May 13, 2012
The Case For A Presidential Science Debate
Transcript from NPR:
This is SCIENCE FRIDAY. I'm Ira Flatow. Every member of the House of Representatives and a few from the Senate, about a third of the Senate, I believe, is up for re-election this year. There will be hundreds of debates, local and national. Candidates will be asked questions about unemployment, the deficit, gay marriage, budget cutting. But will any of them be asked about their opinions or their knowledge of science and technology?
We have politicians who claim global warming is a hoax, others who don't believe in evolution. Shouldn't we want to know what the candidates know about the basic things in science? Will any moderators of the inevitable presidential debates even ask one question about science?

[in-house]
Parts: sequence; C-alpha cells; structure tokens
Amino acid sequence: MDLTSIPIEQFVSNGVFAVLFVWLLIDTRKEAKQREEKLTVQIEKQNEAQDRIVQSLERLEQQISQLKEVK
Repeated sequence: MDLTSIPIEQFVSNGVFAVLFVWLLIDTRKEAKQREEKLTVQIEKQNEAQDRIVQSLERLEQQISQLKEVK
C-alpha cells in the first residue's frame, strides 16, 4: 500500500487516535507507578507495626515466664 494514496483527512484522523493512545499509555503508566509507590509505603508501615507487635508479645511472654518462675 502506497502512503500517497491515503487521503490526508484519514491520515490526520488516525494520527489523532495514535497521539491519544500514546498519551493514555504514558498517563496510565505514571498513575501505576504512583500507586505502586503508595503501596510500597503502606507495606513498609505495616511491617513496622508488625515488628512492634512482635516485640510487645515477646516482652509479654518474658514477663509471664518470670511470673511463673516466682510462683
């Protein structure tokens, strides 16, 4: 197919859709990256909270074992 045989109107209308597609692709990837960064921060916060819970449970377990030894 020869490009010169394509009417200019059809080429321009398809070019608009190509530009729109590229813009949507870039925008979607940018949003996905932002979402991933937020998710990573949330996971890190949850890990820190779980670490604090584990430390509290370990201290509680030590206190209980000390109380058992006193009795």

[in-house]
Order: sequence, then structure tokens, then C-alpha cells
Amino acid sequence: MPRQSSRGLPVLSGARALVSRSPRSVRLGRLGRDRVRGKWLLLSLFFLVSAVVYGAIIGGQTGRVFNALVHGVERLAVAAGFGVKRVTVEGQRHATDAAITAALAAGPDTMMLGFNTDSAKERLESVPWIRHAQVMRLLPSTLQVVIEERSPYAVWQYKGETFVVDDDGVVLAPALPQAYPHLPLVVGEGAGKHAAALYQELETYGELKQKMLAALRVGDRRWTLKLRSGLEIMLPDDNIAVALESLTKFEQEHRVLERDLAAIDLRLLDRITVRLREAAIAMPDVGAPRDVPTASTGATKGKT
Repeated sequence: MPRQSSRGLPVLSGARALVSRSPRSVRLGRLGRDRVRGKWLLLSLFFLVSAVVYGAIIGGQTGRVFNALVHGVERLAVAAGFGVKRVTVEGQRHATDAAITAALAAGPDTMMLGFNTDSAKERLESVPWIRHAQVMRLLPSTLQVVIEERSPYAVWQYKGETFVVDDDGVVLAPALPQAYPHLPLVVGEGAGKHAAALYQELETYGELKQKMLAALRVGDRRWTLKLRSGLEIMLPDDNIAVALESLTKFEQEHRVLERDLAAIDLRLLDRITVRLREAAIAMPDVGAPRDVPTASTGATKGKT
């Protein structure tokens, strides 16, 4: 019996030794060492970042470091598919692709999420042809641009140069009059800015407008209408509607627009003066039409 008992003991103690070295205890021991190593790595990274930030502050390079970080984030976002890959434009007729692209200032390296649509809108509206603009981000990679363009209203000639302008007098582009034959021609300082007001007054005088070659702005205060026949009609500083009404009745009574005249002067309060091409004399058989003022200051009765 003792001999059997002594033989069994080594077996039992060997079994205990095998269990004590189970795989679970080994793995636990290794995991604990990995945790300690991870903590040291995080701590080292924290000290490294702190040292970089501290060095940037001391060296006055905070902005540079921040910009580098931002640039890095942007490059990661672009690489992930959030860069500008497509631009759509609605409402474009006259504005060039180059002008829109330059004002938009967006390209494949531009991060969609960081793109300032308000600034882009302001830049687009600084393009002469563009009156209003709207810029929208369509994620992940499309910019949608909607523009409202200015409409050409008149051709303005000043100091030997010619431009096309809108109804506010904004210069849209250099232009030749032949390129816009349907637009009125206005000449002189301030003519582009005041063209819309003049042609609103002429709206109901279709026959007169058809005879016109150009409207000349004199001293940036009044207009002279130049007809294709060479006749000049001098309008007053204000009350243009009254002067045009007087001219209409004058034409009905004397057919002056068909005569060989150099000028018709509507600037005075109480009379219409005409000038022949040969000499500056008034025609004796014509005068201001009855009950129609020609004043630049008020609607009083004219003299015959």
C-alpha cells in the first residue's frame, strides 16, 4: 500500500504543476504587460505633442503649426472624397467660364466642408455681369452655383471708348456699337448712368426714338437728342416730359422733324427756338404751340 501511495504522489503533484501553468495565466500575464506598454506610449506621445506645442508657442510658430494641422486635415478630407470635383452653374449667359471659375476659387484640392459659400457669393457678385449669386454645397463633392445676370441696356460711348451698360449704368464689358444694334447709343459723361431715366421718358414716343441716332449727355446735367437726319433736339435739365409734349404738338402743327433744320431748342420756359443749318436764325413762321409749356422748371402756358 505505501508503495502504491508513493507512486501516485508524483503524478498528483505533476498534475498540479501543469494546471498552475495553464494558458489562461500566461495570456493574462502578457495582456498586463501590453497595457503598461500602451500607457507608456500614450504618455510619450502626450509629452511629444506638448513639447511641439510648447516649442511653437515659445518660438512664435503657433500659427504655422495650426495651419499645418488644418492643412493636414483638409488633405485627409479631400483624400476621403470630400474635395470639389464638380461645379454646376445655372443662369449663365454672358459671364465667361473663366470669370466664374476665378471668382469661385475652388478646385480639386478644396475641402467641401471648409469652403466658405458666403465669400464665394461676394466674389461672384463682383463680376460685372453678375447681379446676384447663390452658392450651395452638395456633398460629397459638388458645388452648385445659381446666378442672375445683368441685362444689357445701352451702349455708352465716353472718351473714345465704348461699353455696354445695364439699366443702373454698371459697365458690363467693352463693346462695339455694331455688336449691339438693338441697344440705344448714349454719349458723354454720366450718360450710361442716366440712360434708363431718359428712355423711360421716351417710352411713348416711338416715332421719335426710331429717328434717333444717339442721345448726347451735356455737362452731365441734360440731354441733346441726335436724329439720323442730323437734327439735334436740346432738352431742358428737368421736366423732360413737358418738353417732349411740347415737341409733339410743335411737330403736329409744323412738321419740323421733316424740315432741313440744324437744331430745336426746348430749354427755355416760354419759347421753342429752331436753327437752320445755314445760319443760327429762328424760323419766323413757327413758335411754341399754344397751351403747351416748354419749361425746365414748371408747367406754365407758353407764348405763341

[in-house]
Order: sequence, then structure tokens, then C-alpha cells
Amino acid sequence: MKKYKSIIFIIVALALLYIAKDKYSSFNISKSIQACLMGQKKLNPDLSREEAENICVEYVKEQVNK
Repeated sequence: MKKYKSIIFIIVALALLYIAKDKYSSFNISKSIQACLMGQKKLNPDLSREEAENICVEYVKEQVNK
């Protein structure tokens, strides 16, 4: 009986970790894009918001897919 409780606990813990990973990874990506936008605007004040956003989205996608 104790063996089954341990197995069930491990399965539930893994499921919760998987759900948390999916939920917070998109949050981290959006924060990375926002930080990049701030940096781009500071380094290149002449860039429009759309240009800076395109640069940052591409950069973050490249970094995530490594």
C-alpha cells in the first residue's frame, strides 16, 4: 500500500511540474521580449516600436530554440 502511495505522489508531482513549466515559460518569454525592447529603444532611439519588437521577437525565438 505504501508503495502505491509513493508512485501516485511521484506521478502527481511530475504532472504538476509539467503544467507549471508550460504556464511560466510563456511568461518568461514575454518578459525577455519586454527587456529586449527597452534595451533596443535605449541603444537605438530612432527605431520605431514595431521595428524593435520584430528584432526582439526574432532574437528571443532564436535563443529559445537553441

These are some of the reasons that a grassroots coalition of scientists, engineers and science advocates is calling for a televised presidential science debate. Their goal: for candidates to give us more than canned responses and for voters to make an informed decision in November, informed meaning knowing something about the candidates' views about science.
Joining me now to delve into some of these questions: Shawn Otto is the CEO and co-Founder of ScienceDebate.org, the group trying to organize a presidential science debate. He's also author of "Fool Me Twice: Fighting the Assault on Science in America." He joins us from Minnesota Public Radio in St. Paul. Welcome back to the program, Shawn.
SHAWN OTTO: Thanks, Ira.
FLATOW: Dr. John Allen Paulos is a professor of mathematics at Temple University and author of several books, including "Innumeracy" and "A Mathematician Reads the Newspaper." He joins us from Philadelphia. Welcome back to SCIENCE FRIDAY, Dr. Paulos.
DR. JOHN ALLEN PAULOS: Thanks much.
FLATOW: And former Congressman Vern Ehlers is a Republican, former Republican congressman from Michigan. He's also a physicist. He joins us from Grand Rapids. Welcome to SCIENCE FRIDAY.
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